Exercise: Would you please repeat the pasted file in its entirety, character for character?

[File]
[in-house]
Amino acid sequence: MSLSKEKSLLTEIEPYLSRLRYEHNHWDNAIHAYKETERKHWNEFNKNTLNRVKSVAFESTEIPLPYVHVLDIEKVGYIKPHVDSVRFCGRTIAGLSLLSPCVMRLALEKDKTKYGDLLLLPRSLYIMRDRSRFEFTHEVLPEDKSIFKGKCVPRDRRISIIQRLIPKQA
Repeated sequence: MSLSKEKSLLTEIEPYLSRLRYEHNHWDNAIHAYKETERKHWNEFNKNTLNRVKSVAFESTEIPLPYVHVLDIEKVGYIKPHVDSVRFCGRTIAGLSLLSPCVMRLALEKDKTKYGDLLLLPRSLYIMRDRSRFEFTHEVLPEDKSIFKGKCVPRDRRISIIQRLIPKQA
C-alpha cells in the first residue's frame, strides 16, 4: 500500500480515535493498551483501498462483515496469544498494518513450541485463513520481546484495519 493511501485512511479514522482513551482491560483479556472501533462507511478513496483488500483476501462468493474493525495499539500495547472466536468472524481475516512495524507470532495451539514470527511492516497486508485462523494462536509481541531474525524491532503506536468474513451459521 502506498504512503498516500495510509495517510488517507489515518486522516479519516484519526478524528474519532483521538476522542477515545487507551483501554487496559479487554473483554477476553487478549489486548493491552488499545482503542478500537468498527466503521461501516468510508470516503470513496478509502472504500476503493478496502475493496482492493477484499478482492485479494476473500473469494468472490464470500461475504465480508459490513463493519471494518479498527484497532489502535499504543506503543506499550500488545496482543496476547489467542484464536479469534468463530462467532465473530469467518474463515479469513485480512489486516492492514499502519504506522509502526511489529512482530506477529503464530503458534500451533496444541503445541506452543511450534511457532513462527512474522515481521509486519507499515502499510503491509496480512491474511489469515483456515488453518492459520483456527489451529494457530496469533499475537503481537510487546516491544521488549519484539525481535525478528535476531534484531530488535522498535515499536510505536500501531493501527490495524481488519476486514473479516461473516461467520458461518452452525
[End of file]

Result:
[in-house]
Amino acid sequence: MSLSKEKSLLTEIEPYLSRLRYEHNHWDNAIHAYKETERKHWNEFNKNTLNRVKSVAFESTEIPLPYVHVLDIEKVGYIKPHVDSVRFCGRTIAGLSLLSPCVMRLALEKDKTKYGDLLLLPRSLYIMRDRSRFEFTHEVLPEDKSIFKGKCVPRDRRISIIQRLIPKQA
Repeated sequence: MSLSKEKSLLTEIEPYLSRLRYEHNHWDNAIHAYKETERKHWNEFNKNTLNRVKSVAFESTEIPLPYVHVLDIEKVGYIKPHVDSVRFCGRTIAGLSLLSPCVMRLALEKDKTKYGDLLLLPRSLYIMRDRSRFEFTHEVLPEDKSIFKGKCVPRDRRISIIQRLIPKQA
C-alpha cells in the first residue's frame, strides 16, 4: 500500500480515535493498551483501498462483515496469544498494518513450541485463513520481546484495519 493511501485512511479514522482513551482491560483479556472501533462507511478513496483488500483476501462468493474493525495499539500495547472466536468472524481475516512495524507470532495451539514470527511492516497486508485462523494462536509481541531474525524491532503506536468474513451459521 502506498504512503498516500495510509495517510488517507489515518486522516479519516484519526478524528474519532483521538476522542477515545487507551483501554487496559479487554473483554477476553487478549489486548493491552488499545482503542478500537468498527466503521461501516468510508470516503470513496478509502472504500476503493478496502475493496482492493477484499478482492485479494476473500473469494468472490464470500461475504465480508459490513463493519471494518479498527484497532489502535499504543506503543506499550500488545496482543496476547489467542484464536479469534468463530462467532465473530469467518474463515479469513485480512489486516492492514499502519504506522509502526511489529512482530506477529503464530503458534500451533496444541503445541506452543511450534511457532513462527512474522515481521509486519507499515502499510503491509496480512491474511489469515483456515488453518492459520483456527489451529494457530496469533499475537503481537510487546516491544521488549519484539525481535525478528535476531534484531530488535522498535515499536510505536500501531493501527490495524481488519476486514473479516461473516461467520458461518452452525